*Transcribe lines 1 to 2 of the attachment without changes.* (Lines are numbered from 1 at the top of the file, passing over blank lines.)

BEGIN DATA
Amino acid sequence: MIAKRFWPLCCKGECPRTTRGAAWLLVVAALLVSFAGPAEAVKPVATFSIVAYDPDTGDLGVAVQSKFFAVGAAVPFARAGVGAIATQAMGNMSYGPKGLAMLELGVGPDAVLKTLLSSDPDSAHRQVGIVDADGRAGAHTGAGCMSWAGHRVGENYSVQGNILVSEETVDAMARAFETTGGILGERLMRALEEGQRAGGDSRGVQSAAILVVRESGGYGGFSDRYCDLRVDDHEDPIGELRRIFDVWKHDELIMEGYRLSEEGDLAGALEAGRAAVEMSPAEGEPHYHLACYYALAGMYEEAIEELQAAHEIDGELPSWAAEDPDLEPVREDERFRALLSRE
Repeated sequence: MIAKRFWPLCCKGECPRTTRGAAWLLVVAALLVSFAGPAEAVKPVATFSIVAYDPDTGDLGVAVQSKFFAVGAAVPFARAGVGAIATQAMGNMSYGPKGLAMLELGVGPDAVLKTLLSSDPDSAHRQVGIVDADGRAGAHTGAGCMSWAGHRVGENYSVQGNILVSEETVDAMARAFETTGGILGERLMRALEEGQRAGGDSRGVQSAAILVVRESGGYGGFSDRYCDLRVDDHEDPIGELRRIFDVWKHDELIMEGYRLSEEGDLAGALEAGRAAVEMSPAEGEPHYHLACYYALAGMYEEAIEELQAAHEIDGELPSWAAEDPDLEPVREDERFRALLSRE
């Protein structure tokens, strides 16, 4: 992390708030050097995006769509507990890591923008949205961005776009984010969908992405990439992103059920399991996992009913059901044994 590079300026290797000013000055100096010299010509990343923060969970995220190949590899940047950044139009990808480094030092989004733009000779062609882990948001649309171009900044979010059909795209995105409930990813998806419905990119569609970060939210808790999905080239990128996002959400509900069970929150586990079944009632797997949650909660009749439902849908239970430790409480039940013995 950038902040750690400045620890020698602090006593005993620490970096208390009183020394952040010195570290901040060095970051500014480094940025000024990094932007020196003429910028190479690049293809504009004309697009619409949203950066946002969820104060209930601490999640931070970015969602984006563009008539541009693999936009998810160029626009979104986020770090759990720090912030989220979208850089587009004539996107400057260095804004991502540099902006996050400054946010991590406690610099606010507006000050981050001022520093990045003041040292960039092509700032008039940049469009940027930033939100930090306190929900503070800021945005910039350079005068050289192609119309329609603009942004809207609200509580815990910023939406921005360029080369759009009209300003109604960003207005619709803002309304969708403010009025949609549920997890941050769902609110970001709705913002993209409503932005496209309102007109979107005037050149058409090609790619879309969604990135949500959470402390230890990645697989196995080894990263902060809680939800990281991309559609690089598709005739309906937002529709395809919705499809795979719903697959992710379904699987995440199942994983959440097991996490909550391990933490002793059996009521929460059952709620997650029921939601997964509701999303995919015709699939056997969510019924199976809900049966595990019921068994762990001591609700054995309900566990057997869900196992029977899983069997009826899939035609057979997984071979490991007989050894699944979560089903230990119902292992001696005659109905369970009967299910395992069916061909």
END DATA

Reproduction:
Amino acid sequence: MIAKRFWPLCCKGECPRTTRGAAWLLVVAALLVSFAGPAEAVKPVATFSIVAYDPDTGDLGVAVQSKFFAVGAAVPFARAGVGAIATQAMGNMSYGPKGLAMLELGVGPDAVLKTLLSSDPDSAHRQVGIVDADGRAGAHTGAGCMSWAGHRVGENYSVQGNILVSEETVDAMARAFETTGGILGERLMRALEEGQRAGGDSRGVQSAAILVVRESGGYGGFSDRYCDLRVDDHEDPIGELRRIFDVWKHDELIMEGYRLSEEGDLAGALEAGRAAVEMSPAEGEPHYHLACYYALAGMYEEAIEELQAAHEIDGELPSWAAEDPDLEPVREDERFRALLSRE
Repeated sequence: MIAKRFWPLCCKGECPRTTRGAAWLLVVAALLVSFAGPAEAVKPVATFSIVAYDPDTGDLGVAVQSKFFAVGAAVPFARAGVGAIATQAMGNMSYGPKGLAMLELGVGPDAVLKTLLSSDPDSAHRQVGIVDADGRAGAHTGAGCMSWAGHRVGENYSVQGNILVSEETVDAMARAFETTGGILGERLMRALEEGQRAGGDSRGVQSAAILVVRESGGYGGFSDRYCDLRVDDHEDPIGELRRIFDVWKHDELIMEGYRLSEEGDLAGALEAGRAAVEMSPAEGEPHYHLACYYALAGMYEEAIEELQAAHEIDGELPSWAAEDPDLEPVREDERFRALLSRE